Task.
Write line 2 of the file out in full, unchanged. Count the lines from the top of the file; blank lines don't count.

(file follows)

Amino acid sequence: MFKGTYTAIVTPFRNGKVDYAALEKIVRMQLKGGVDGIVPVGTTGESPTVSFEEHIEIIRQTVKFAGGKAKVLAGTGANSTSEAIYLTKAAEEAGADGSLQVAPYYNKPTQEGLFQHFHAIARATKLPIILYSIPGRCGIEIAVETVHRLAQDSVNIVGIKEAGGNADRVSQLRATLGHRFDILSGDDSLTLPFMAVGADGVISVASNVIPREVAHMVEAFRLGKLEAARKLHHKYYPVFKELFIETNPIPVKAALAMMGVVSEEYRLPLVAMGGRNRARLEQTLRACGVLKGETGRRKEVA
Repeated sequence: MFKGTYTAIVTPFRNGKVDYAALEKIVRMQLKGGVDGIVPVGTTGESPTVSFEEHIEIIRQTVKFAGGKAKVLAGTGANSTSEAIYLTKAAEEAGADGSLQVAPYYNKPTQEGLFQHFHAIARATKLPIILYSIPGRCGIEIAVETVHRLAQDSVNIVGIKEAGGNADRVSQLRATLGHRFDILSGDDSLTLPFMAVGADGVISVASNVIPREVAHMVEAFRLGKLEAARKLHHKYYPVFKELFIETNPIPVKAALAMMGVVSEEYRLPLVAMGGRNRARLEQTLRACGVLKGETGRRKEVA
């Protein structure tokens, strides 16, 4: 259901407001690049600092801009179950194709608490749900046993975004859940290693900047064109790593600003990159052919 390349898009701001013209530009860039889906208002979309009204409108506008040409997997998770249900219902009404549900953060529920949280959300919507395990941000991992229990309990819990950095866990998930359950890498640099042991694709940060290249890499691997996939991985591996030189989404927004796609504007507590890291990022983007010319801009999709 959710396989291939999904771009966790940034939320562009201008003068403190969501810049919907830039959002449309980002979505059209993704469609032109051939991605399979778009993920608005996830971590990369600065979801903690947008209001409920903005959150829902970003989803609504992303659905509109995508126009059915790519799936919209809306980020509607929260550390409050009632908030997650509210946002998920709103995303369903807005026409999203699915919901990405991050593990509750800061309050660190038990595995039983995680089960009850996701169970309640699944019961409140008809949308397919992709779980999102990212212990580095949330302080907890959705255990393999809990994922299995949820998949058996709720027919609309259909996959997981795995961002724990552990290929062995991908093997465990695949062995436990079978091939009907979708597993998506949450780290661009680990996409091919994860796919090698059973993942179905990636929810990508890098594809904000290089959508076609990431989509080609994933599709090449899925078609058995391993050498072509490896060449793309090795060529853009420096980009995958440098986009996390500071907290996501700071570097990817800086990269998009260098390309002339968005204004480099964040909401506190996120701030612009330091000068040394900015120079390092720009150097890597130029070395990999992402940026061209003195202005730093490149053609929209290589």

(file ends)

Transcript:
Repeated sequence: MFKGTYTAIVTPFRNGKVDYAALEKIVRMQLKGGVDGIVPVGTTGESPTVSFEEHIEIIRQTVKFAGGKAKVLAGTGANSTSEAIYLTKAAEEAGADGSLQVAPYYNKPTQEGLFQHFHAIARATKLPIILYSIPGRCGIEIAVETVHRLAQDSVNIVGIKEAGGNADRVSQLRATLGHRFDILSGDDSLTLPFMAVGADGVISVASNVIPREVAHMVEAFRLGKLEAARKLHHKYYPVFKELFIETNPIPVKAALAMMGVVSEEYRLPLVAMGGRNRARLEQTLRACGVLKGETGRRKEVA